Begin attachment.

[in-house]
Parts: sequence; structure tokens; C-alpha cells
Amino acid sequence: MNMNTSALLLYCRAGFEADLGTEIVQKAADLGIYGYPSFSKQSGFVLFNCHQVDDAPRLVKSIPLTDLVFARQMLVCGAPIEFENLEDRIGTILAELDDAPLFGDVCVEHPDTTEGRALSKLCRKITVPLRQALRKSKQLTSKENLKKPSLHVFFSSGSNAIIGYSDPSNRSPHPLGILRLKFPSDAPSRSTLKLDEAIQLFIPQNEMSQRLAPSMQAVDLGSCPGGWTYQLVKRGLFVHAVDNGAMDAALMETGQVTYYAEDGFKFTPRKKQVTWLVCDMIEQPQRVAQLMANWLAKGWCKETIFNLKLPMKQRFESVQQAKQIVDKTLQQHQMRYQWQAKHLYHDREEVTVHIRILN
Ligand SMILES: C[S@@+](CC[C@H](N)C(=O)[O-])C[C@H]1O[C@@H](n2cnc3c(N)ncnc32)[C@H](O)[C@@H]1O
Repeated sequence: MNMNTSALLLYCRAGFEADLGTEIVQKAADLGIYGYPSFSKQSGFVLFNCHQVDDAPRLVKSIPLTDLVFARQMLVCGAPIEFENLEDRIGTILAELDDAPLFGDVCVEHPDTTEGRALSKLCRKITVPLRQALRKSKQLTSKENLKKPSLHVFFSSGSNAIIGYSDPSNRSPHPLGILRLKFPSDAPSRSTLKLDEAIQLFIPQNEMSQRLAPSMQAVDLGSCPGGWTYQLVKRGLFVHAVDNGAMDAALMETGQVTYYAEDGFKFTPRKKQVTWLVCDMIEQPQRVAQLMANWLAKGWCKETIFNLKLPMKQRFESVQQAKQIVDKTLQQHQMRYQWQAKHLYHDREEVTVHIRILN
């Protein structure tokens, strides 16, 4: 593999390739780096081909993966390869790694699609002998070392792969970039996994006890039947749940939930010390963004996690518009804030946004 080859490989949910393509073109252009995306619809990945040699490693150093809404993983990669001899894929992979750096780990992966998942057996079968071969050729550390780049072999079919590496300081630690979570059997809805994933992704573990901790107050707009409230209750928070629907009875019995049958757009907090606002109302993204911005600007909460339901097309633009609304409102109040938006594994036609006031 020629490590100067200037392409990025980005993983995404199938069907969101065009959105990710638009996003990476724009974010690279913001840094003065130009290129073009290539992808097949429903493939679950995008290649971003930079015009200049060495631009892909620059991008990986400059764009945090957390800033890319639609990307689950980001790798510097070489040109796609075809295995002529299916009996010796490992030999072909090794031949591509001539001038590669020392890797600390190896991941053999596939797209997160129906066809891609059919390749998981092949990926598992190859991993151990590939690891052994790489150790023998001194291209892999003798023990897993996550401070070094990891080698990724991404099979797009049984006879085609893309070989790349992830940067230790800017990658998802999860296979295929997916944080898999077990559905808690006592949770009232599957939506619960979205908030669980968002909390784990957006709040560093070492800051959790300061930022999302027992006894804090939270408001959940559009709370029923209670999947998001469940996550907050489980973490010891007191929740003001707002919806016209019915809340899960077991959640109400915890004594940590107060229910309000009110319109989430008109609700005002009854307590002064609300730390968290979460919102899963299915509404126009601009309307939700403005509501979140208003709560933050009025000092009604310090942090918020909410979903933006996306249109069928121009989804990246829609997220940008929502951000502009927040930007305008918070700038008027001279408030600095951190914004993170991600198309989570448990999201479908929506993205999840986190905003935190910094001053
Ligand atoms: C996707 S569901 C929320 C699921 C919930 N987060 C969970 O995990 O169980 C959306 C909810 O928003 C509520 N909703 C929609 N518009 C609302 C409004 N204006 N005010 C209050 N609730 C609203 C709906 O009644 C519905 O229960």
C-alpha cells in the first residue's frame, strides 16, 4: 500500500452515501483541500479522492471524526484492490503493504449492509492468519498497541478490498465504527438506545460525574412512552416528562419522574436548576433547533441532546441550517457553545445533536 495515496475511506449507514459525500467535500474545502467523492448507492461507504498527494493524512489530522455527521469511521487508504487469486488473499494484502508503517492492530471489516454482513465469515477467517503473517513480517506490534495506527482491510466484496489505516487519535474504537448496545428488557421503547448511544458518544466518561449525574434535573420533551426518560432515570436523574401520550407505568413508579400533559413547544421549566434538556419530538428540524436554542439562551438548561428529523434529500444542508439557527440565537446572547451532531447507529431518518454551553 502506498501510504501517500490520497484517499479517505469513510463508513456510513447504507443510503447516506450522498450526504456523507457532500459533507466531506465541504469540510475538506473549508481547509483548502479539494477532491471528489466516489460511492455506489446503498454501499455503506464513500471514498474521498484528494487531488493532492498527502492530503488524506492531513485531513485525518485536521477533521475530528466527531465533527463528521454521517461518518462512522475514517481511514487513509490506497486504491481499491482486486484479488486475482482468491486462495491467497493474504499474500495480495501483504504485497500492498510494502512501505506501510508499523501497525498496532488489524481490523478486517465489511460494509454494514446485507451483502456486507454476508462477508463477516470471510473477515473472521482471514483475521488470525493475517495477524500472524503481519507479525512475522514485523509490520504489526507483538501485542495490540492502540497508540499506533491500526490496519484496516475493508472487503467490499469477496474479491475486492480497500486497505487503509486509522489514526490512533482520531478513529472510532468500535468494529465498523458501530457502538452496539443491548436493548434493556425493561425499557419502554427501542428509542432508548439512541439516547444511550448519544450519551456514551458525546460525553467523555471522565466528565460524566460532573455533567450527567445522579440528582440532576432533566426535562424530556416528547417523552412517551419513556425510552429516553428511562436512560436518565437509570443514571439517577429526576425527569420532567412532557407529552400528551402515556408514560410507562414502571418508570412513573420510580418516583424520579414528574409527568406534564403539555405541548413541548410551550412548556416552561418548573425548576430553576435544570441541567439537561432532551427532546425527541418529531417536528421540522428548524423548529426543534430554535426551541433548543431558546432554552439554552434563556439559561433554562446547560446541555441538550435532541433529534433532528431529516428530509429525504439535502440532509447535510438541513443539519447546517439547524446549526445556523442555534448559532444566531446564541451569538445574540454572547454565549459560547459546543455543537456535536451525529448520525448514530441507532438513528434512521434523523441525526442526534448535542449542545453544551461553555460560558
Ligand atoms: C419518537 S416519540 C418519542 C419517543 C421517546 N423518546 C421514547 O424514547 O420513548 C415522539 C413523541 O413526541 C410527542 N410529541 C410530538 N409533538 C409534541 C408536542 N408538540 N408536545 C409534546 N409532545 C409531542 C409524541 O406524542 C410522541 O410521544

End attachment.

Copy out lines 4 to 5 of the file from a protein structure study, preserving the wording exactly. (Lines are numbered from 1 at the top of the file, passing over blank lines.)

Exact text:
Ligand SMILES: C[S@@+](CC[C@H](N)C(=O)[O-])C[C@H]1O[C@@H](n2cnc3c(N)ncnc32)[C@H](O)[C@@H]1O
Repeated sequence: MNMNTSALLLYCRAGFEADLGTEIVQKAADLGIYGYPSFSKQSGFVLFNCHQVDDAPRLVKSIPLTDLVFARQMLVCGAPIEFENLEDRIGTILAELDDAPLFGDVCVEHPDTTEGRALSKLCRKITVPLRQALRKSKQLTSKENLKKPSLHVFFSSGSNAIIGYSDPSNRSPHPLGILRLKFPSDAPSRSTLKLDEAIQLFIPQNEMSQRLAPSMQAVDLGSCPGGWTYQLVKRGLFVHAVDNGAMDAALMETGQVTYYAEDGFKFTPRKKQVTWLVCDMIEQPQRVAQLMANWLAKGWCKETIFNLKLPMKQRFESVQQAKQIVDKTLQQHQMRYQWQAKHLYHDREEVTVHIRILN